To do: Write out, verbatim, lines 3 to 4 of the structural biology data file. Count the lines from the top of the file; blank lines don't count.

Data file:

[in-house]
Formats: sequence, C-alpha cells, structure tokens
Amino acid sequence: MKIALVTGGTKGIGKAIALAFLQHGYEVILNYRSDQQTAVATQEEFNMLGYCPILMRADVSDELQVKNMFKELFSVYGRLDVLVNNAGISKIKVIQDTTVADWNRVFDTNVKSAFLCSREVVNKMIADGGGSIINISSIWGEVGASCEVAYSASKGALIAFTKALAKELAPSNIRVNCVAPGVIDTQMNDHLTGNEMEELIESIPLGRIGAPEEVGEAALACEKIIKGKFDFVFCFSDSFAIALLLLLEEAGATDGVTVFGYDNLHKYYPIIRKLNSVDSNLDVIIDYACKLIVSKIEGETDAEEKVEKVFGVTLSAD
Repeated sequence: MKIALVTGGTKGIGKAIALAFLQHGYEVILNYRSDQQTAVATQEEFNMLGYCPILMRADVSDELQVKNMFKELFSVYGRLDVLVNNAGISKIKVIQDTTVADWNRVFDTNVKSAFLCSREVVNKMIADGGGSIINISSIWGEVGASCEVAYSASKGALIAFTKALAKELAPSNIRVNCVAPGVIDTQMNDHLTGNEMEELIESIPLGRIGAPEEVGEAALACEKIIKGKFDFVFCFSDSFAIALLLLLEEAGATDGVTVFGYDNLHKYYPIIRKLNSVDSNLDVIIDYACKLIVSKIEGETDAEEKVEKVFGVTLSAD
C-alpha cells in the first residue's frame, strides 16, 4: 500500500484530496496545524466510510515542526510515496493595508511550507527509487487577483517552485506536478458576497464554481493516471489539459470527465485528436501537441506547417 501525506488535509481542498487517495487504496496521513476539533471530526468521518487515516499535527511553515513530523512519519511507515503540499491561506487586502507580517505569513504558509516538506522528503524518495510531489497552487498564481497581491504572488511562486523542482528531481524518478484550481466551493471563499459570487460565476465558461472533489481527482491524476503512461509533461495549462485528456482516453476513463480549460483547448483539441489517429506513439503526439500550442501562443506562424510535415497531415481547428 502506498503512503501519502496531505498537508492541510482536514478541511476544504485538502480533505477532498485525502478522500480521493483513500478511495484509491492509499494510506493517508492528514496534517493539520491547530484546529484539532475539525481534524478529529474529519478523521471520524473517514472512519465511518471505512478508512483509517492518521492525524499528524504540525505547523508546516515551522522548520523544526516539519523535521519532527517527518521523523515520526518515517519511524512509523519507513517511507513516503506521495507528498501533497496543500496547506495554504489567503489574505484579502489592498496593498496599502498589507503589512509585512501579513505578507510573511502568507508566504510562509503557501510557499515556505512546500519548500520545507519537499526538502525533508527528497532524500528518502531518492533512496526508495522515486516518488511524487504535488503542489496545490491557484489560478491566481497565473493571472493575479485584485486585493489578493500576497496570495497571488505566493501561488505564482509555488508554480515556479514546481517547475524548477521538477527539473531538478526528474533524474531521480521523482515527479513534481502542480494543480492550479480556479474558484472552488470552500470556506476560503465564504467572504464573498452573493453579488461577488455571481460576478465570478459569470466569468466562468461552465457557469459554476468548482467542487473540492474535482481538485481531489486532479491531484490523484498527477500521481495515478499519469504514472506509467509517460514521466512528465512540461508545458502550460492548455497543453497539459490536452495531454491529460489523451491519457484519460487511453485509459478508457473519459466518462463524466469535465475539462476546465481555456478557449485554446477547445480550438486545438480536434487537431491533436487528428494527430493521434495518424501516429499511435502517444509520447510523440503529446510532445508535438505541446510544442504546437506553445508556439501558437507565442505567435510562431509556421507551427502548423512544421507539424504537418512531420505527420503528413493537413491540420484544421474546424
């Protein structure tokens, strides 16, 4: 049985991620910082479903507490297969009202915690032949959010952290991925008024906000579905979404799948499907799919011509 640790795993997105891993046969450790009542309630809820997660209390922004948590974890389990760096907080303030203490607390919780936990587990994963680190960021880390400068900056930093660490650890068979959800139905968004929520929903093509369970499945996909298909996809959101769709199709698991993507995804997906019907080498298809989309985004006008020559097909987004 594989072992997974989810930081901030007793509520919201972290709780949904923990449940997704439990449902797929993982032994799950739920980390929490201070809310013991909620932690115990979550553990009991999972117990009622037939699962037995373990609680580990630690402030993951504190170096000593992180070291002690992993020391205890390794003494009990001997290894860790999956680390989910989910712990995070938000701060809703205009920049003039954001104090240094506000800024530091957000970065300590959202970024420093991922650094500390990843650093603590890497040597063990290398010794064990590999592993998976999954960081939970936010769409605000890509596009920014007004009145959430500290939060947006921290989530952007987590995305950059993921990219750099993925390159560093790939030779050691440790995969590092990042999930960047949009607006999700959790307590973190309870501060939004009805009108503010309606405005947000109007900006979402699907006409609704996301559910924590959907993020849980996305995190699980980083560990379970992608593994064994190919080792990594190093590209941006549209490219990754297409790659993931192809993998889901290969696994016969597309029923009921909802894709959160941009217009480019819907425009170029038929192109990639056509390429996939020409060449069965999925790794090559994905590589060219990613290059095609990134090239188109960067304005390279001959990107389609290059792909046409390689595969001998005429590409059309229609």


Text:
Amino acid sequence: MKIALVTGGTKGIGKAIALAFLQHGYEVILNYRSDQQTAVATQEEFNMLGYCPILMRADVSDELQVKNMFKELFSVYGRLDVLVNNAGISKIKVIQDTTVADWNRVFDTNVKSAFLCSREVVNKMIADGGGSIINISSIWGEVGASCEVAYSASKGALIAFTKALAKELAPSNIRVNCVAPGVIDTQMNDHLTGNEMEELIESIPLGRIGAPEEVGEAALACEKIIKGKFDFVFCFSDSFAIALLLLLEEAGATDGVTVFGYDNLHKYYPIIRKLNSVDSNLDVIIDYACKLIVSKIEGETDAEEKVEKVFGVTLSAD
Repeated sequence: MKIALVTGGTKGIGKAIALAFLQHGYEVILNYRSDQQTAVATQEEFNMLGYCPILMRADVSDELQVKNMFKELFSVYGRLDVLVNNAGISKIKVIQDTTVADWNRVFDTNVKSAFLCSREVVNKMIADGGGSIINISSIWGEVGASCEVAYSASKGALIAFTKALAKELAPSNIRVNCVAPGVIDTQMNDHLTGNEMEELIESIPLGRIGAPEEVGEAALACEKIIKGKFDFVFCFSDSFAIALLLLLEEAGATDGVTVFGYDNLHKYYPIIRKLNSVDSNLDVIIDYACKLIVSKIEGETDAEEKVEKVFGVTLSAD